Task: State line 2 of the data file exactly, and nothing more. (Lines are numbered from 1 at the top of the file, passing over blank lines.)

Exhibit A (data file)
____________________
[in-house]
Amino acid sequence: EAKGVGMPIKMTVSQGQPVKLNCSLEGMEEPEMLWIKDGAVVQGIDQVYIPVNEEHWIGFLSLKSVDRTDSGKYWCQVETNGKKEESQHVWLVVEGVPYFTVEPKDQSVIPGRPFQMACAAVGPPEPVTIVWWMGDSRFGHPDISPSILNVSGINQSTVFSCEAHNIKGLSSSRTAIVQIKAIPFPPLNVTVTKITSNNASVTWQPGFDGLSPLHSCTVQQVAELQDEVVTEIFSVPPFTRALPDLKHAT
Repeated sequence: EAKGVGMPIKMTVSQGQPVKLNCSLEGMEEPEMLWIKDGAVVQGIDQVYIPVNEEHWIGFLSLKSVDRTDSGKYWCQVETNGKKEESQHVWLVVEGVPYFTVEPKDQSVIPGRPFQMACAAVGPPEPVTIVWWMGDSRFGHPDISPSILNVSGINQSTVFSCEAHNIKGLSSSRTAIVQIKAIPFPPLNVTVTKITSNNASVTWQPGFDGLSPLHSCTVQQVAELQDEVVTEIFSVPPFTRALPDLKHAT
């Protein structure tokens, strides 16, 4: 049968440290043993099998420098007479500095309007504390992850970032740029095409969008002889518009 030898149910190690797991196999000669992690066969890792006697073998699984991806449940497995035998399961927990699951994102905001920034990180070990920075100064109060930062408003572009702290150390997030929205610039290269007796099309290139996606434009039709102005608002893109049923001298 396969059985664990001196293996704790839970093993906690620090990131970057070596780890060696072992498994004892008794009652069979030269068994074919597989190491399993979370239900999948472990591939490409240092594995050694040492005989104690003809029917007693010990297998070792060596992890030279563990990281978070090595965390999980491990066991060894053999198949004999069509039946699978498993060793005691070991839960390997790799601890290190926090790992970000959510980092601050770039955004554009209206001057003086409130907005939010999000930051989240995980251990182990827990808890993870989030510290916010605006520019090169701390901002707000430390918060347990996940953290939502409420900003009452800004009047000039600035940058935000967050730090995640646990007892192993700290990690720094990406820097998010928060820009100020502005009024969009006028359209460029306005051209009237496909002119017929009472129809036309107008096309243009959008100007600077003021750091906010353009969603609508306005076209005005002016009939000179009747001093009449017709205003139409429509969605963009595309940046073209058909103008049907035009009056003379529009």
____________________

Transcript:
Amino acid sequence: EAKGVGMPIKMTVSQGQPVKLNCSLEGMEEPEMLWIKDGAVVQGIDQVYIPVNEEHWIGFLSLKSVDRTDSGKYWCQVETNGKKEESQHVWLVVEGVPYFTVEPKDQSVIPGRPFQMACAAVGPPEPVTIVWWMGDSRFGHPDISPSILNVSGINQSTVFSCEAHNIKGLSSSRTAIVQIKAIPFPPLNVTVTKITSNNASVTWQPGFDGLSPLHSCTVQQVAELQDEVVTEIFSVPPFTRALPDLKHAT